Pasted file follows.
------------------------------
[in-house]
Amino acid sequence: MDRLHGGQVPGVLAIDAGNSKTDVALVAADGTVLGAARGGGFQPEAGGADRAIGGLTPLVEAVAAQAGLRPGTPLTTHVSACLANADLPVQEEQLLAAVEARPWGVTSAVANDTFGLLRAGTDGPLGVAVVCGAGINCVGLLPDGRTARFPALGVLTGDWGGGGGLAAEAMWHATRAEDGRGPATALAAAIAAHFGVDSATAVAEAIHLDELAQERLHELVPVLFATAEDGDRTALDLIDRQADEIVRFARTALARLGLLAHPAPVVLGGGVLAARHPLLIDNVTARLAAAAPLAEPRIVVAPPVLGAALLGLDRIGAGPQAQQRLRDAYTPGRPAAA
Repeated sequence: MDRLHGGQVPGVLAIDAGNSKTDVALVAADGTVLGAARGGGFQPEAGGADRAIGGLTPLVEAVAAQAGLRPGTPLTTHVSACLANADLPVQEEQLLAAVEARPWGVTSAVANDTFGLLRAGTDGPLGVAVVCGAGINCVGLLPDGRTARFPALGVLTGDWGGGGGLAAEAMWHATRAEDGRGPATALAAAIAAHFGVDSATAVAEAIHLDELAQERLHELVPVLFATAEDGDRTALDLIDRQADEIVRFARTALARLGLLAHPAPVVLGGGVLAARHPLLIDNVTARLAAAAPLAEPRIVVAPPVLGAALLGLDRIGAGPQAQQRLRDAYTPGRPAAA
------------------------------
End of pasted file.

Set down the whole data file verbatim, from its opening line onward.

[in-house]
Amino acid sequence: MDRLHGGQVPGVLAIDAGNSKTDVALVAADGTVLGAARGGGFQPEAGGADRAIGGLTPLVEAVAAQAGLRPGTPLTTHVSACLANADLPVQEEQLLAAVEARPWGVTSAVANDTFGLLRAGTDGPLGVAVVCGAGINCVGLLPDGRTARFPALGVLTGDWGGGGGLAAEAMWHATRAEDGRGPATALAAAIAAHFGVDSATAVAEAIHLDELAQERLHELVPVLFATAEDGDRTALDLIDRQADEIVRFARTALARLGLLAHPAPVVLGGGVLAARHPLLIDNVTARLAAAAPLAEPRIVVAPPVLGAALLGLDRIGAGPQAQQRLRDAYTPGRPAAA
Repeated sequence: MDRLHGGQVPGVLAIDAGNSKTDVALVAADGTVLGAARGGGFQPEAGGADRAIGGLTPLVEAVAAQAGLRPGTPLTTHVSACLANADLPVQEEQLLAAVEARPWGVTSAVANDTFGLLRAGTDGPLGVAVVCGAGINCVGLLPDGRTARFPALGVLTGDWGGGGGLAAEAMWHATRAEDGRGPATALAAAIAAHFGVDSATAVAEAIHLDELAQERLHELVPVLFATAEDGDRTALDLIDRQADEIVRFARTALARLGLLAHPAPVVLGGGVLAARHPLLIDNVTARLAAAAPLAEPRIVVAPPVLGAALLGLDRIGAGPQAQQRLRDAYTPGRPAAA